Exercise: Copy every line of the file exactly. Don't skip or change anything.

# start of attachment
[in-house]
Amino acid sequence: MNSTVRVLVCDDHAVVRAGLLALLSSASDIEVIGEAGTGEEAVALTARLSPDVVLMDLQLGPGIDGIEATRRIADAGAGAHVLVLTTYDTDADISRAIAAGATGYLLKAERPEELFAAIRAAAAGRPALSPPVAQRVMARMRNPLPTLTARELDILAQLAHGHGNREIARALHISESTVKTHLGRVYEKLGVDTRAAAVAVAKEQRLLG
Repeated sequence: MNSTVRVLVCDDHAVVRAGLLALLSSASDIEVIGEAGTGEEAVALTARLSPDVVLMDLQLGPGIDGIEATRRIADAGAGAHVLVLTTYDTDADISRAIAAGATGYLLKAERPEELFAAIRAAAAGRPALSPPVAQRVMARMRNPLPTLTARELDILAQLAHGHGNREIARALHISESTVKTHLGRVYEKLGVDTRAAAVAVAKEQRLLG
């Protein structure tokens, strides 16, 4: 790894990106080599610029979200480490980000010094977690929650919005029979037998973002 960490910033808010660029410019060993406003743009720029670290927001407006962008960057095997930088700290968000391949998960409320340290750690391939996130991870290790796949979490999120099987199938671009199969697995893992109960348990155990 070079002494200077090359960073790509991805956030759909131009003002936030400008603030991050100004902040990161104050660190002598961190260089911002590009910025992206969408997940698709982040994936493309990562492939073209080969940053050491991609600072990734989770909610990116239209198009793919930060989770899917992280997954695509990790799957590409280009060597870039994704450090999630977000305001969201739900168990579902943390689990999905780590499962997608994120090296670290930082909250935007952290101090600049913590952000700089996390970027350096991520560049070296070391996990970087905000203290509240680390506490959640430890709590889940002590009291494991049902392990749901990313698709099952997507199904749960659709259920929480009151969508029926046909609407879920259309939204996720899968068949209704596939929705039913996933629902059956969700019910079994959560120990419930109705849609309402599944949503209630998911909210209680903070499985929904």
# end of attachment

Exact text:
[in-house]
Amino acid sequence: MNSTVRVLVCDDHAVVRAGLLALLSSASDIEVIGEAGTGEEAVALTARLSPDVVLMDLQLGPGIDGIEATRRIADAGAGAHVLVLTTYDTDADISRAIAAGATGYLLKAERPEELFAAIRAAAAGRPALSPPVAQRVMARMRNPLPTLTARELDILAQLAHGHGNREIARALHISESTVKTHLGRVYEKLGVDTRAAAVAVAKEQRLLG
Repeated sequence: MNSTVRVLVCDDHAVVRAGLLALLSSASDIEVIGEAGTGEEAVALTARLSPDVVLMDLQLGPGIDGIEATRRIADAGAGAHVLVLTTYDTDADISRAIAAGATGYLLKAERPEELFAAIRAAAAGRPALSPPVAQRVMARMRNPLPTLTARELDILAQLAHGHGNREIARALHISESTVKTHLGRVYEKLGVDTRAAAVAVAKEQRLLG
């Protein structure tokens, strides 16, 4: 790894990106080599610029979200480490980000010094977690929650919005029979037998973002 960490910033808010660029410019060993406003743009720029670290927001407006962008960057095997930088700290968000391949998960409320340290750690391939996130991870290790796949979490999120099987199938671009199969697995893992109960348990155990 070079002494200077090359960073790509991805956030759909131009003002936030400008603030991050100004902040990161104050660190002598961190260089911002590009910025992206969408997940698709982040994936493309990562492939073209080969940053050491991609600072990734989770909610990116239209198009793919930060989770899917992280997954695509990790799957590409280009060597870039994704450090999630977000305001969201739900168990579902943390689990999905780590499962997608994120090296670290930082909250935007952290101090600049913590952000700089996390970027350096991520560049070296070391996990970087905000203290509240680390506490959640430890709590889940002590009291494991049902392990749901990313698709099952997507199904749960659709259920929480009151969508029926046909609407879920259309939204996720899968068949209704596939929705039913996933629902059956969700019910079994959560120990419930109705849609309402599944949503209630998911909210209680903070499985929904």